A new tool, EvictionFreeMKE.orgis offering Milwaukee residents the opportunity to connect with free legal help, rental assistance and other resources to reduce evictions.
The new tool comes months after Milwaukee County Executive David Crowley signed a historic bill that established a Right to Counsel program in Milwaukee County.
That program provides residents facing eviction the right to a free lawyer. This new tool helps connect people with those lawyers.
Partners involved in creation of the tool include United Way of Greater Milwaukee & Waukesha County, Legal Aid Society of Milwaukee, Legal Action of Wisconsinthe City of Milwaukee and Milwaukee County.
The tool is part of the United Way’s Safe and Stable Homes initiative, said Krystina Kohler, a financial stability portfolio manager at United Way. The initiative is meant to end family homelessness in the four counties — Milwaukee, Ozaukee, Waukesha and Washington — served by the organization.
A lack of legal representation has been a regular feature of Milwaukee’s eviction courts, Matthew Desmond highlighted in his 2016 book “Evicted: Poverty and Profit in the American City.” His research found that only 3% of tenants appearing in eviction court had legal representation.
Kohler said he is hoping the three-year pilot will help reduce the 13,000 annual eviction filings that occur in Milwaukee.
“We found that when we provided free lawyers to tenants, their eviction cases were dismissed or delayed in about 90% of cases in Milwaukee,” Kohler said.
Kohler also noted that sometimes landlords won’t even attempt mediation and instead, go straight to filing evictions to collect rent. “By having this in place where a landlord would know (their tenant has) an attorney, there’s less a chance of those frivolous evictions,” she said.
The tool pools resources from Legal Action’s Eviction Defense Project volunteers as well as Legal Aid Society personnel who will review applications. Kohler said the housing attorneys taking cases through this new tool will be full-time, paid employees.
In addition to legal personnel, Kohler said an independent evaluator would collect data from Consolidated Court Automation Programs (CCAP), Impact 2-1-1 and lawyers to determine how time and cost-effective the program will be.
“He will put out public reports every year, so everyone who is invested in the project can see how effective it is,” she said.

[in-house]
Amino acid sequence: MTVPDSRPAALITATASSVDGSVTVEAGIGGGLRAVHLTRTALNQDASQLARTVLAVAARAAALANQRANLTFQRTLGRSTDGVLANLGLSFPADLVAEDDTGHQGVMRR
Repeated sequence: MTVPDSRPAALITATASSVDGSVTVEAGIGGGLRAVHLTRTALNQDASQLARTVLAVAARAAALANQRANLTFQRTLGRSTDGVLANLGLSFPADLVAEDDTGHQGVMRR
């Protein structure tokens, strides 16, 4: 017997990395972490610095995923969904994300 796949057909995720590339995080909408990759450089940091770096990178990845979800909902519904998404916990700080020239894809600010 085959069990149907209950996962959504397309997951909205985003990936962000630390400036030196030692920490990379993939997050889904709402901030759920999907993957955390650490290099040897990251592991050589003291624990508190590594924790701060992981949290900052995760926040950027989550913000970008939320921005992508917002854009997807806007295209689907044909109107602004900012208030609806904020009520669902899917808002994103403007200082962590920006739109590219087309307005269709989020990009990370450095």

The tool comes after a year of advocacy and planning from the United Way and its partners.
United Way has pledged $1.5 million over the next three years to support the program.
Kohler said in his eight years of working with United Way, “The homelessness and housing sector has blown my mind. They have been this really tightknit committed group of professionals who have all been in Milwaukee a long time doing this work.”
The tool’s unveiling makes accessing the promise of a right-to-counsel easier, which Kohler said comes just in time with the end of the eviction moratorium.
“With the whole COVID-19 pandemic, I feel like people’s perceptions and stigma have changed: people understand how precarious our housing situations are,” she said.
“It’s just in time and it’s so critical now.”
Here’s what to expect when using the tool
The website is available in English, Spanish and Hmong while the automated tool, “Evi,” is available in English and Spanish.
It takes less than a minute on average to complete the application.
If you have served an eviction notice with a court date, the app will connect you to a free housing attorney. Kohler said it would take roughly 48 hours for a lawyer to contact you.
If you think you might be evicted and are requesting rent support, you will be redirected to the rental housing resource center which can provide information on how to access mediation and rental assistance.
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This article originally appeared on the Milwaukee Journal Sentinel: free legal help to those facing eviction” class=”link “>EvictionFreeMKE.org offers free legal help to those facing eviction
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